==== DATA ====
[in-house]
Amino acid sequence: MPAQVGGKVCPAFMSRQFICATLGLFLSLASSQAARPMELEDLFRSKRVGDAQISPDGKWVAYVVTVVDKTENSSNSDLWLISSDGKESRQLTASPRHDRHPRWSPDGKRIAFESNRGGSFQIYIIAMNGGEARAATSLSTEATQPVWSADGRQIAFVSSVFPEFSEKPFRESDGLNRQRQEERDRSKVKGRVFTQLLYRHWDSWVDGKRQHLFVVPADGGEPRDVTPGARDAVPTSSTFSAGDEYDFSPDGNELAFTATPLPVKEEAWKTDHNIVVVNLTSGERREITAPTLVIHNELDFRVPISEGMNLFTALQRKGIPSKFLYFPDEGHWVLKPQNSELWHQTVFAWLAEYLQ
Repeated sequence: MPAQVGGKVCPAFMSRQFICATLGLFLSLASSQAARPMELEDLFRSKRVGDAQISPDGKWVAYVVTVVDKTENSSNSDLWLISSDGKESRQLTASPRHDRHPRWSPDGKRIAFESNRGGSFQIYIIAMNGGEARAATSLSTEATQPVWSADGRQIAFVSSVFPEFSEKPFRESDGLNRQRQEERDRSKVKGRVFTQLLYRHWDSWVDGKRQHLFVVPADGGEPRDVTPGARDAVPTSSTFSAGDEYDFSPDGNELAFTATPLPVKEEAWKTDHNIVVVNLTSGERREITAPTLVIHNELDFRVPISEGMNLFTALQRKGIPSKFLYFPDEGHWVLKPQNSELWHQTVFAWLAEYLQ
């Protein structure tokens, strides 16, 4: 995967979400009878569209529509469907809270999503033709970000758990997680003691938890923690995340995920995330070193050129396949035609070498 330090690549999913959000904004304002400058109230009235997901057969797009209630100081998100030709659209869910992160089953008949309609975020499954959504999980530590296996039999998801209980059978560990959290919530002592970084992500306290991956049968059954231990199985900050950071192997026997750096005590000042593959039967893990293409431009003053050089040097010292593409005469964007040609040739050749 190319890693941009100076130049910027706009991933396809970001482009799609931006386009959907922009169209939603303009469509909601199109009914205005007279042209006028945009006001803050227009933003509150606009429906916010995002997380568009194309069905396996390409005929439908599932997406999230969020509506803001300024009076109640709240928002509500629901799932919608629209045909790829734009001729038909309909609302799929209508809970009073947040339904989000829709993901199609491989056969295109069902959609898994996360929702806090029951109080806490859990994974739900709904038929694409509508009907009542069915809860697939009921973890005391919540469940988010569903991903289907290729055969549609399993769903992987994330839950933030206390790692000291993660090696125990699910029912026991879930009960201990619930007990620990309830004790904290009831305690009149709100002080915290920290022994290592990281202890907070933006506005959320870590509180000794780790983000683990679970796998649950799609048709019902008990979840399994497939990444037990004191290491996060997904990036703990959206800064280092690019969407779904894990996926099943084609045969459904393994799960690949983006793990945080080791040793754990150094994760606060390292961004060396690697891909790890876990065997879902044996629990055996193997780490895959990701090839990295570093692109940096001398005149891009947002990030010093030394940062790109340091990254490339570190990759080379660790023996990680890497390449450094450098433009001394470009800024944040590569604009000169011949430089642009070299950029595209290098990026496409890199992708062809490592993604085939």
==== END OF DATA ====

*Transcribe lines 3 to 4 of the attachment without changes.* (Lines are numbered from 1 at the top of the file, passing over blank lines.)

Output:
Repeated sequence: MPAQVGGKVCPAFMSRQFICATLGLFLSLASSQAARPMELEDLFRSKRVGDAQISPDGKWVAYVVTVVDKTENSSNSDLWLISSDGKESRQLTASPRHDRHPRWSPDGKRIAFESNRGGSFQIYIIAMNGGEARAATSLSTEATQPVWSADGRQIAFVSSVFPEFSEKPFRESDGLNRQRQEERDRSKVKGRVFTQLLYRHWDSWVDGKRQHLFVVPADGGEPRDVTPGARDAVPTSSTFSAGDEYDFSPDGNELAFTATPLPVKEEAWKTDHNIVVVNLTSGERREITAPTLVIHNELDFRVPISEGMNLFTALQRKGIPSKFLYFPDEGHWVLKPQNSELWHQTVFAWLAEYLQ
């Protein structure tokens, strides 16, 4: 995967979400009878569209529509469907809270999503033709970000758990997680003691938890923690995340995920995330070193050129396949035609070498 330090690549999913959000904004304002400058109230009235997901057969797009209630100081998100030709659209869910992160089953008949309609975020499954959504999980530590296996039999998801209980059978560990959290919530002592970084992500306290991956049968059954231990199985900050950071192997026997750096005590000042593959039967893990293409431009003053050089040097010292593409005469964007040609040739050749 190319890693941009100076130049910027706009991933396809970001482009799609931006386009959907922009169209939603303009469509909601199109009914205005007279042209006028945009006001803050227009933003509150606009429906916010995002997380568009194309069905396996390409005929439908599932997406999230969020509506803001300024009076109640709240928002509500629901799932919608629209045909790829734009001729038909309909609302799929209508809970009073947040339904989000829709993901199609491989056969295109069902959609898994996360929702806090029951109080806490859990994974739900709904038929694409509508009907009542069915809860697939009921973890005391919540469940988010569903991903289907290729055969549609399993769903992987994330839950933030206390790692000291993660090696125990699910029912026991879930009960201990619930007990620990309830004790904290009831305690009149709100002080915290920290022994290592990281202890907070933006506005959320870590509180000794780790983000683990679970796998649950799609048709019902008990979840399994497939990444037990004191290491996060997904990036703990959206800064280092690019969407779904894990996926099943084609045969459904393994799960690949983006793990945080080791040793754990150094994760606060390292961004060396690697891909790890876990065997879902044996629990055996193997780490895959990701090839990295570093692109940096001398005149891009947002990030010093030394940062790109340091990254490339570190990759080379660790023996990680890497390449450094450098433009001394470009800024944040590569604009000169011949430089642009070299950029595209290098990026496409890199992708062809490592993604085939």